Athens considers this campaign both cultural usurpation and a threat to Greek sovereignty in the Aegean. Al Monitor published a column about this new source of tension in the 18th of April 2023
IZMIR, Turkey — Aegean frenemies Turkey and Greece softened their belligerent rhetoric toward each other as they headed for mid-May elections. They helped each other in the face of natural disasters, hinted at a moratorium on risky military exercises, agreed to back up each other’s nominees in international organizations and even revived their high-level talks after a year.
But with the tourism season, a newish conflict flashed up around the slogan “Turkaegean,” which Turkey uses in its tourism campaigns in Europe and the United States. Athens first objected to the term last summer after Ankara registered it as a trademark with the EU Intellectual Property Office (EUIPO) and the World International Property Organization (WIPO). The Greek reserve to the name is multifold. While some Greeks consider it an issue related to Greece’s tourism image and a usurpation of the Greek culture, others claim that it is a declaration of Turkey’s expansionist dreams because it came at a time when Ankara repetitively questioned the Greek sovereignty over the Aegean Islands.
“This is not an innocent advert but another argument being used to ultimately question our sovereignty over Greek islands in the Aegean and our rights in maritime economic zones,” said George Katrougalos, the former foreign minister from Syriza. “The term implies, as a corollary of [Ankara’s] propaganda, that all, or most, of the Aegean is Turkish.”
Despite the softer tone between the NATO allies since February, the name battle’s “Season 2” heated up again this week following a full-page ad in The New York Times earlier this month and a video clip that showed young people enjoying sandy beaches and olive groves on Turkey’s Aegean coast on Bloomberg TV. French daily Le Monde also comes with a full-page ad on “Turkaegean” on April 19.
With just weeks to go until the parliamentary polls on May 21, the Greek opposition attacked Kyriakos Mitsotakis’ New Democracy government for failing to prevent Turkey from using the term even in the United States, where the US Patent and Trademark Office had provisionally refused an application to register the trademark due to minor clerical errors.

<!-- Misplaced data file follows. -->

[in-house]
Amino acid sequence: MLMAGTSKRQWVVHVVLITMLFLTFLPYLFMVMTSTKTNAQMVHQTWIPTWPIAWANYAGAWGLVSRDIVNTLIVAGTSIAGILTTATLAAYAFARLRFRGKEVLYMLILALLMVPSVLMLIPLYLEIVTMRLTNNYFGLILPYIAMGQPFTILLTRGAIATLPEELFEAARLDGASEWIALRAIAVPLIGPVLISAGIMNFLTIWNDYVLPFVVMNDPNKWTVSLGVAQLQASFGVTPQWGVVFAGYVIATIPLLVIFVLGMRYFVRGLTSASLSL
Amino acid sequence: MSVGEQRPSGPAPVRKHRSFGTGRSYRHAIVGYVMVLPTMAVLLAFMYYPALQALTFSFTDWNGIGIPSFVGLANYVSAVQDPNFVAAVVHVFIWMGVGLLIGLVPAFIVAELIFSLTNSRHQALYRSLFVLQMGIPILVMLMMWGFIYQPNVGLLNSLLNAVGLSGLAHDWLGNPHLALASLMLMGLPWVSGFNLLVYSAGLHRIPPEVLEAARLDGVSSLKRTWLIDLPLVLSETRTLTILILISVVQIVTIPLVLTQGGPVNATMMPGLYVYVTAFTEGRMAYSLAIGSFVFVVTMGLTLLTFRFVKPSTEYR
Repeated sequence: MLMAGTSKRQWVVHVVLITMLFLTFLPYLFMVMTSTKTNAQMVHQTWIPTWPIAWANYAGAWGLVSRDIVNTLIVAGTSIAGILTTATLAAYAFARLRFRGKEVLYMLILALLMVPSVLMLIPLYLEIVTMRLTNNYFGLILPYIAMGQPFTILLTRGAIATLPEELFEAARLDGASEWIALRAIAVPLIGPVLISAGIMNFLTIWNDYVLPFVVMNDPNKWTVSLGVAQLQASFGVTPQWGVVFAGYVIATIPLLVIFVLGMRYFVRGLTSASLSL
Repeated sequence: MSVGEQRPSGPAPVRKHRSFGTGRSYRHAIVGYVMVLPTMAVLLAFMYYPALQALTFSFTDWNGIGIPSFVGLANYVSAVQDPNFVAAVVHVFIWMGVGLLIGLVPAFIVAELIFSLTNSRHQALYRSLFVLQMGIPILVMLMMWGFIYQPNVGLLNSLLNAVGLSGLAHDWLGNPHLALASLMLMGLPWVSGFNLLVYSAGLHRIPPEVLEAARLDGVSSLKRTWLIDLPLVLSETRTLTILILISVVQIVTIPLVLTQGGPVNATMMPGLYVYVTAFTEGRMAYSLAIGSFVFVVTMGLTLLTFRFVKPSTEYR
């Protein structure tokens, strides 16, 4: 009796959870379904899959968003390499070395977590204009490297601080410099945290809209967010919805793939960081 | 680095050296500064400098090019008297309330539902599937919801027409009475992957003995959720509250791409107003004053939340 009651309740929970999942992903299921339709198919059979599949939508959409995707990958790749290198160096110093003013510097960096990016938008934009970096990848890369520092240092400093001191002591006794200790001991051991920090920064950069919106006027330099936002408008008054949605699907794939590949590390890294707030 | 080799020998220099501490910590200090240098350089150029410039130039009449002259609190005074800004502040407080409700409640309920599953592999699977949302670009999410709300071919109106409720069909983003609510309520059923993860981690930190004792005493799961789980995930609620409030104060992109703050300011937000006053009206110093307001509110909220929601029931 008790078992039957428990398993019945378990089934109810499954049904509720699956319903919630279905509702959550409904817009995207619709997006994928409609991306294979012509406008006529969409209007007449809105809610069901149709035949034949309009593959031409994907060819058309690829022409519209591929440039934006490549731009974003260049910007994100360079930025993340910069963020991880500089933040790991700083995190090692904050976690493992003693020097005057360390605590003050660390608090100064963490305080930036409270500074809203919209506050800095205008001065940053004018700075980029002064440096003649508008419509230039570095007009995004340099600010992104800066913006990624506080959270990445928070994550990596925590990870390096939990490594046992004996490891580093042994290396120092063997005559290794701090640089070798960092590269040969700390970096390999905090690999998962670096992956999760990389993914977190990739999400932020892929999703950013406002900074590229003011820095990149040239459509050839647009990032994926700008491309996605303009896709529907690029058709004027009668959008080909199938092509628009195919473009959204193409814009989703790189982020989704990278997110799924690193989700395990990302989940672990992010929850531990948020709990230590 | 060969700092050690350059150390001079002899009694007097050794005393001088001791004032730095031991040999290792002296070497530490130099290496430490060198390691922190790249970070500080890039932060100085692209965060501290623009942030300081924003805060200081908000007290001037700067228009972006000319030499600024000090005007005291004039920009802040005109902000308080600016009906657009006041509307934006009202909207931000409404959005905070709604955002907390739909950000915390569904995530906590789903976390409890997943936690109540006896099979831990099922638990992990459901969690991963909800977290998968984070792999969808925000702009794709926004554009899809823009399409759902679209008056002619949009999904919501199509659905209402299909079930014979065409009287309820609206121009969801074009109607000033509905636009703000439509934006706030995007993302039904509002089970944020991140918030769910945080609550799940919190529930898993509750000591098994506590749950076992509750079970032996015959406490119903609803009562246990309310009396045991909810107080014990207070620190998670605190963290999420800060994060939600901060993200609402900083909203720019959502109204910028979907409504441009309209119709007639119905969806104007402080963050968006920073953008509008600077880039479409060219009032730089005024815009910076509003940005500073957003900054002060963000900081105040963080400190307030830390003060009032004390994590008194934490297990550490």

Syriza party heavyweight Alexis Charitsis said the government’s fight against the Turkish use of the term had been a big fiasco, as proven by the ad in the Times with the slogan “Turkaegean, the coast of happiness.”
The Greek government said it employed Steptoe & Johnson, a Washington-based American litigation firm, Greek sources said Tuesday. According to the Greek daily Katimerini, Steptoe & Johnson will prepare a report backing Greece’s claims at a cost of about $70,000. Turkey is also preparing its own judicial arguments, a Turkish official confirmed, saying that a decision was unlikely until 2025.
Athens also labors in Brussels to reverse the EUIPO acceptance of the Turkaegean application by the Turkish Tourism Development and Promotion Agency in December 2021. Under the decision, Turkey can use the term « Turkaegean » in all its advertising campaigns, including for TV, radio, online, tourism accommodation and car rentals, and dozens of other listed services until July 16, 2031. To reverse the decision, the Greek government and Greek deputies in the European Parliament have submitted half a dozen resolutions warning that the term both confuses potential tourists by “inextricably linking the Aegean Sea with Turkey” and challenges the sovereign rights of Greece in the Aegean Sea. European Commission Vice President Margaritis Schinas, who is from Greece’s ruling New Democracy, sent a sharply worded letter to Internal Market Commissioner Thierry Breton demanding a review of the decision. “EUIPO’s internal controls and procedures have not proved sufficient to identify and notify a case with obvious and potentially serious implications for the external relations of the EU, the sovereign rights of Greece, and the protection of consumers and the EU tourism sector,” he said.
The European Commission replied that Greece had missed the deadline for objecting to the EUIPO but could make an invalidity request to annul it, which Athens did.
“We have had a small victory as the EUIPO accepted our request for an invalidity petition, and the litigation process has started,” Greek Infrastructure and Development Minister Adonis Georgiadis said.
On the other hand, Ankara maintains that it will continue to use the slogan “Turkaegean, the Coast of Happiness” in its tourism campaign this year.
“Why shouldn’t we?” asked a Turkish bureaucrat familiar with the file and the litigation, adding that there was an extensive campaign to promote Turkey’s Aegean coast through ads and advertorials. “There is no decision that prevents us from using it. Moreover, it is pure paranoia on the part of Athens. Anyone who looks at the map knows that there are two coasts on the Aegean, and one belongs to Turkey.”
The same bureaucrat said that Ankara was not worried about a reversal. “A ruling on invalidity would set a difficult precedent and contradict previous decisions, such as the registration of the Swiss Alps in WIPO.”
Though few Turks would dispute the Hellenic roots of the sea — derived from Aegeus, the father of Theseus who founded Athens — Turkish officials point out that there is more to the Aegean than Greece. “We will do this campaign even more strongly next year and show that the Aegean is not a region of Greece but also a region of Turkey, a tourism brand,” Turkish Deputy Tourism Minister Nadir Alpaslan — who resigned from his post last month to enter politics — said last November.